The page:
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How much does it cost to eliminate $1 of debt?

CDPC sat down with author and consumer advocate Mark Silverthorn discussing the cost for eliminating $1 of debt. He explains that it is 3X more expensive through credit counseling in comparison to a consumer proposal. Check out the video below:

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Consumer Beware of Unethical Debt Relief Services

CDPC sat down with Mark Silverthorn, a recognized expert in Canada on consumer debt, about debt relief services that take advantage of vulnerable consumers. Consumers should do their research before hiring a debt relief service. Check out the video below:

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5 Tips for Avoiding Debt Over the Holidays

As December approaches, many parents are anxious about how they are going to pay for holiday-related expenses without going into debt. It is important that you don’t let yourself get caught in the trap that you must spend a significant amount of money over the holidays.  This article identifies five key tips to avoid getting […]

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CDPC to represent consumers with as little debt as $6,000

Consumer Debtor Protection of Canada Ltd. (CDPC) is pleased to announce that, effective immediately, it will be representing Canadians struggling with debt who have as little as $6,000 in debt.  Prior to November 1, 2016 CDPC would not represent a Canadian doing a consumer proposal unless the consumer’s debts totaled a minimum of $10,000. Few, […]

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Bare trust: Big savings for eligible CDPCL clients

When a consumer meets with a licensed insolvency trustee (LIT), formerly known as bankruptcy trustees, to make a consumer proposal, the LIT has a number of legal obligations under federal law. These include legal duties owed to a consumer’s creditors and the Superintendent of Bankruptcy. It is not the trustee’s role to assist the consumer […]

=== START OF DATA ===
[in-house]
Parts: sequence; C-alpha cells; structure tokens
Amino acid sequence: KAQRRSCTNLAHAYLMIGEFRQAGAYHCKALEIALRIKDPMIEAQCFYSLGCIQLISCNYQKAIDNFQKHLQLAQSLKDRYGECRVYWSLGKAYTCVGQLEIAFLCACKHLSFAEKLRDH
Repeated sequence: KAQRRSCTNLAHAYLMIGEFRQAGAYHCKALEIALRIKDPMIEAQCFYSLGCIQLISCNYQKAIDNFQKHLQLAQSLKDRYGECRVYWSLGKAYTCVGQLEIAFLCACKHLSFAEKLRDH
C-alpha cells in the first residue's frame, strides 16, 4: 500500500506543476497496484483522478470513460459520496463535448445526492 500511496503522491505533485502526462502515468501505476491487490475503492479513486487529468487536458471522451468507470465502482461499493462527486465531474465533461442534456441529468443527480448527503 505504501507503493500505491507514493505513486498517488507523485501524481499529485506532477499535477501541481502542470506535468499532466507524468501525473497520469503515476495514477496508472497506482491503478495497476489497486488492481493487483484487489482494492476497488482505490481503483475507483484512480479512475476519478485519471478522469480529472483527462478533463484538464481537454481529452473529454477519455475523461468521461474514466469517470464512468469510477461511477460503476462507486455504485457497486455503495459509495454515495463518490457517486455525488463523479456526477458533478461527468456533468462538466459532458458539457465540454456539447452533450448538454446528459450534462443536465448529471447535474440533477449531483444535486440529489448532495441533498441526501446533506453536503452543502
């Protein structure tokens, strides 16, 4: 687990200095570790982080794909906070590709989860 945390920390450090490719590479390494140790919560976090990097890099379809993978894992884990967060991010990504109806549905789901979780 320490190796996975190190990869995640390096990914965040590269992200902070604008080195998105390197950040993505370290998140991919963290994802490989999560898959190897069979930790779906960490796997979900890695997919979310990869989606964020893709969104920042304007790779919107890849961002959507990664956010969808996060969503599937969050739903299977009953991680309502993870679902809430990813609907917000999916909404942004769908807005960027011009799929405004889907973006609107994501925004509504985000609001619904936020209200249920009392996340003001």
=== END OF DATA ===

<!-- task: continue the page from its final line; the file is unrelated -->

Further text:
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Why a person making a consumer proposal should hire a representative

Over the past decade consumer proposals have become an increasingly popular debt elimination strategy for Canadians.  In 2015 about 58,000 Canadians chose to deal with their debt situation by making a consumer proposal. Under a consumer proposal an individual will repay anywhere between 20 and 40 percent of his unsecured debt by making instalment payments […]

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Eliminating debt for less: Income reported under a consumer proposal

Licensed insolvency trustees (LITs), formerly known as bankruptcy trustees, are the only persons entitled to file consumer proposals on behalf of consumers. LITs, however, do not–and legally cannot–act as a consumer’s advocate or legal representative. In fact, a consumer’s best interests are often diametrically opposed to that of the LIT filing a consumer proposal on […]

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Helping clients eliminate debt for less: Lower liquidation values

When a Canadian makes a consumer proposal under federal insolvency law the consumer will only repay a percentage of their unsecured debt to the bankruptcy trustee (now known as a licensed insolvency trustee).  Creditors can vote to reject a consumer proposal if they are not satisfied with the amount of money a consumer will repay […]

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A consumer proposal is three times less expensive than credit counseling

Canadians love to share with friends, family, and co-workers the great deal they got on the purchase of clothing, an automobile, or a vacation. In the age of the internet we are very price conscious on most consumer purchases. That savviness regarding price, however, is nowhere to be found when Canadians are deciding what to […]

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